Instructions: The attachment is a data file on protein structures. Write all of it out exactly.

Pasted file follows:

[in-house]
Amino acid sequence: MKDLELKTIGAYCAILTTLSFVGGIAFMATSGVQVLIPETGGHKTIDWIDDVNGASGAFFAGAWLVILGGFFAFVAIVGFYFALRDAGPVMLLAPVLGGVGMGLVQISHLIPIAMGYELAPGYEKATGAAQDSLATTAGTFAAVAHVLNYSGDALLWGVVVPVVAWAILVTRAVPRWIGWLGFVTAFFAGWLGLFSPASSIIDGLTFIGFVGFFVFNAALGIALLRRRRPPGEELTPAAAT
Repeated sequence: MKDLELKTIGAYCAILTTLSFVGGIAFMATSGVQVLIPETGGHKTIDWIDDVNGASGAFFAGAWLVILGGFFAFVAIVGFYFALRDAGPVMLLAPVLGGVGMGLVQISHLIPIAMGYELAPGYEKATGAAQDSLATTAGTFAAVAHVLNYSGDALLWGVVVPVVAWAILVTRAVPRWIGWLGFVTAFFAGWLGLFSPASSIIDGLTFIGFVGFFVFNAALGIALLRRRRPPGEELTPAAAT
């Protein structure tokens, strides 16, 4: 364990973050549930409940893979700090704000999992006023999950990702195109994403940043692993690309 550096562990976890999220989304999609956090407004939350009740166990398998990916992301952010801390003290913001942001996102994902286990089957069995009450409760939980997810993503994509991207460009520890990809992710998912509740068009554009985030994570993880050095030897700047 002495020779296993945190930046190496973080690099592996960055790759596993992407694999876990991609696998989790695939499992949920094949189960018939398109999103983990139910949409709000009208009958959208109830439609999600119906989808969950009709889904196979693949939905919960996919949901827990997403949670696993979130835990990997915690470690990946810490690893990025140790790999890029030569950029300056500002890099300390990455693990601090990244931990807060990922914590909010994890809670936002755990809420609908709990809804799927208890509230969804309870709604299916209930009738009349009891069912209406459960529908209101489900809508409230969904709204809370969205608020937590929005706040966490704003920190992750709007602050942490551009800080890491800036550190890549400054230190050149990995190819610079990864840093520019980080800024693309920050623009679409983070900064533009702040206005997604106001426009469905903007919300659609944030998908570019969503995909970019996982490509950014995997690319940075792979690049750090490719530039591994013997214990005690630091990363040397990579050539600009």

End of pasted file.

[in-house]
Amino acid sequence: MKDLELKTIGAYCAILTTLSFVGGIAFMATSGVQVLIPETGGHKTIDWIDDVNGASGAFFAGAWLVILGGFFAFVAIVGFYFALRDAGPVMLLAPVLGGVGMGLVQISHLIPIAMGYELAPGYEKATGAAQDSLATTAGTFAAVAHVLNYSGDALLWGVVVPVVAWAILVTRAVPRWIGWLGFVTAFFAGWLGLFSPASSIIDGLTFIGFVGFFVFNAALGIALLRRRRPPGEELTPAAAT
Repeated sequence: MKDLELKTIGAYCAILTTLSFVGGIAFMATSGVQVLIPETGGHKTIDWIDDVNGASGAFFAGAWLVILGGFFAFVAIVGFYFALRDAGPVMLLAPVLGGVGMGLVQISHLIPIAMGYELAPGYEKATGAAQDSLATTAGTFAAVAHVLNYSGDALLWGVVVPVVAWAILVTRAVPRWIGWLGFVTAFFAGWLGLFSPASSIIDGLTFIGFVGFFVFNAALGIALLRRRRPPGEELTPAAAT
């Protein structure tokens, strides 16, 4: 364990973050549930409940893979700090704000999992006023999950990702195109994403940043692993690309 550096562990976890999220989304999609956090407004939350009740166990398998990916992301952010801390003290913001942001996102994902286990089957069995009450409760939980997810993503994509991207460009520890990809992710998912509740068009554009985030994570993880050095030897700047 002495020779296993945190930046190496973080690099592996960055790759596993992407694999876990991609696998989790695939499992949920094949189960018939398109999103983990139910949409709000009208009958959208109830439609999600119906989808969950009709889904196979693949939905919960996919949901827990997403949670696993979130835990990997915690470690990946810490690893990025140790790999890029030569950029300056500002890099300390990455693990601090990244931990807060990922914590909010994890809670936002755990809420609908709990809804799927208890509230969804309870709604299916209930009738009349009891069912209406459960529908209101489900809508409230969904709204809370969205608020937590929005706040966490704003920190992750709007602050942490551009800080890491800036550190890549400054230190050149990995190819610079990864840093520019980080800024693309920050623009679409983070900064533009702040206005997604106001426009469905903007919300659609944030998908570019969503995909970019996982490509950014995997690319940075792979690049750090490719530039591994013997214990005690630091990363040397990579050539600009």